Saturday, May 4, 2013
Inside a small tuckshop in a town called Tenang Station in Labis, Johor, a mahjong game was left abandoned on a cool Thursday afternoon.
Its four players — two middle-aged and two elderly men — had left the seats they were occupying since breakfast to stand outside on the street along with other patrons, craning their heads to watch as Lim Kit Siang’s colourful motorcade pulled up front.
Before the 72-year-old Lim could step out of the vehicle, they rushed to hold the door open for him, many among them shouting “Ini kalilah” and “Ubah”, the famous rallying cries of Pakatan Rakyat (PR) that has been reverberating throughout Johor since April 20.
About 6km away in a neighbouring village called Pekan Air Panas, a white-haired man was tucking away at his food when incumbent Labis MP Datuk Chua Tee Yong came by to shake his hand.
Looking disturbed, he barely acknowledged Tee Yong, who is the son of MCA president Datuk Seri Dr Chua Soi Lek, and only glanced briefly at the camera before returning to his interrupted meal.
The stark contrast between the two scenes — a show of indifference to MCA’s Tee Yong and the idol-worship of the DAP’s Lim — has been the same throughout Johor since campaigning for the country’s most heated polls contest kicked off on April 20.
Today, with just a few hours left on the campaign clock, talk is that the MCA’s Johor fortress will come crumbling down tomorrow at the announcement of the polls results.
PR supporters have put in encouraging predictions for their candidates contesting in MCA seats while politicians in the Barisan Nasional (BN) camp have either admitted their Chinese support is flagging or chosen not to offer any forecast. Of the seven federal seats the MCA is contesting, at least four look shaky, namely Labis, Kluang, Kulai and Bakri, all Chinese-majority areas. Bakri was the sole seat that the DAP won from the MCA in Election 2008.
Without these four Chinese-majority seats, the MCA’s parliamentary representation will be significantly slashed and the party, in keeping with a two-year-old promise made by its presidential council, would have to turn down any offer of government positions.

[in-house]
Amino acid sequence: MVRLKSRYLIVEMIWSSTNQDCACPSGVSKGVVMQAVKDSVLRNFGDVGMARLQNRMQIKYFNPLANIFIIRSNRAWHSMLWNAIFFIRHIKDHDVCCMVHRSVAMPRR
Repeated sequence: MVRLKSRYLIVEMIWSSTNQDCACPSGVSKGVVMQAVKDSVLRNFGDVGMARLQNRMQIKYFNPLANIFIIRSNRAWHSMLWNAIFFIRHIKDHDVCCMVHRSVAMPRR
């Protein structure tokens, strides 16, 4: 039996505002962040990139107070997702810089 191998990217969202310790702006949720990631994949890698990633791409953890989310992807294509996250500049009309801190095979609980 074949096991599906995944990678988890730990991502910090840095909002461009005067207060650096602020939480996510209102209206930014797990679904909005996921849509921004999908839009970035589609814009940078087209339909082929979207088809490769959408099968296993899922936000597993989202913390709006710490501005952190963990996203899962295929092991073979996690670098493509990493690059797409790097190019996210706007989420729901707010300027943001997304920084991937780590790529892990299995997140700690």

The other seats — Ayer Hitam, Tebrau and Tanjung Piai — boast a higher percentage of Malay voters, which observers believe might be the only saving factor that could keep the MCA in power there.
Speaking to The Malaysian Insider in Kluang earlier this week, the DAP’s Liew Chin Tong said internal strife and a lethargic, old-school campaign style of playing the race card have only hampered the MCA’s efforts to keep its Chinese support.
Liew, who left his seat in Bukit Bendera, Penang to contest in the MCA-held Kluang, said observations over the stretch of the campaign have also shown that the Johor’s Chinese voters, having been left out of the 2008 political tsunami, are now making up for lost time.
“The urban Chinese especially... they are like... wow... suddenly, all that suppressed sentiment just erupted,” he told The Malaysian Insider.
“They are so eager that even in the smaller ceramahs in the Malay kampungs, they would want to go.”
Across Johor, PR’s ceramahs have been attracting massive, almost frenzied crowds of predominantly Chinese voters who come decked out from head to foot in PR merchandise, from their T-shirts to caps, banners, balloons and even face paints.
Every big ceramah event has resulted in donations of up to over RM200,000, particularly in central Johor, mirroring the number of supporters who not only turn up but are willing to part with money to back PR’s campaign.
But in comparison, the MCA’s campaign has been drab, a rehash of old tricks from an even older political playbook that include daily walkabouts in markets and neighbourhoods to greet voters, and orderly sit-down dinners where participants are fed with repeated warnings that a PR government would implement hudud law.
Even Liew’s contender, Kluang incumbent Datuk Dr Hou Kok Chung, admitted to The Malaysian Insider recently that he was trailing behind the opposition in terms of the Chinese vote, saying bluntly: “Chinese votes, we are far behind.”